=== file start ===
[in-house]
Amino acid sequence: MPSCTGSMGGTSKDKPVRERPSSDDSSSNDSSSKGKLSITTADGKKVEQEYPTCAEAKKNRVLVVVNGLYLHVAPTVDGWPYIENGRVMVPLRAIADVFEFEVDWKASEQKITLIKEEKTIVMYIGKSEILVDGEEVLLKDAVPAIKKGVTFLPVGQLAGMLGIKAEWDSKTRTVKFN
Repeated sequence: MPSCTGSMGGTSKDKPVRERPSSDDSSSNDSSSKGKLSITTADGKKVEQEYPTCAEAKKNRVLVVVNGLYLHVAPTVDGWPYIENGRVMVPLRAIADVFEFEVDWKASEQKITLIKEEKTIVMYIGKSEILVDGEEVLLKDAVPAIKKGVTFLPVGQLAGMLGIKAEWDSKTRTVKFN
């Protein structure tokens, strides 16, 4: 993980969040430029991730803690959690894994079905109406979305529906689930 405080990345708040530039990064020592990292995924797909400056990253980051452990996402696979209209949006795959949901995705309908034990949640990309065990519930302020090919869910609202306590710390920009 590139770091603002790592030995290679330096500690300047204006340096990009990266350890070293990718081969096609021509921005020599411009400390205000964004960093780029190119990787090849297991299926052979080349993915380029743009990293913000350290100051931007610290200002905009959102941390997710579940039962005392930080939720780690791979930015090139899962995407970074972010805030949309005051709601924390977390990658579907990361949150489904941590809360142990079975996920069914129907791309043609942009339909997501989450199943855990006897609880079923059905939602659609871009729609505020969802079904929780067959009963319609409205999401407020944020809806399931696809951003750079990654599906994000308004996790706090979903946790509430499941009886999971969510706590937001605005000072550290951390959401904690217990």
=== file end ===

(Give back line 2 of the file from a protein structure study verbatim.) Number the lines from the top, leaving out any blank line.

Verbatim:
Amino acid sequence: MPSCTGSMGGTSKDKPVRERPSSDDSSSNDSSSKGKLSITTADGKKVEQEYPTCAEAKKNRVLVVVNGLYLHVAPTVDGWPYIENGRVMVPLRAIADVFEFEVDWKASEQKITLIKEEKTIVMYIGKSEILVDGEEVLLKDAVPAIKKGVTFLPVGQLAGMLGIKAEWDSKTRTVKFN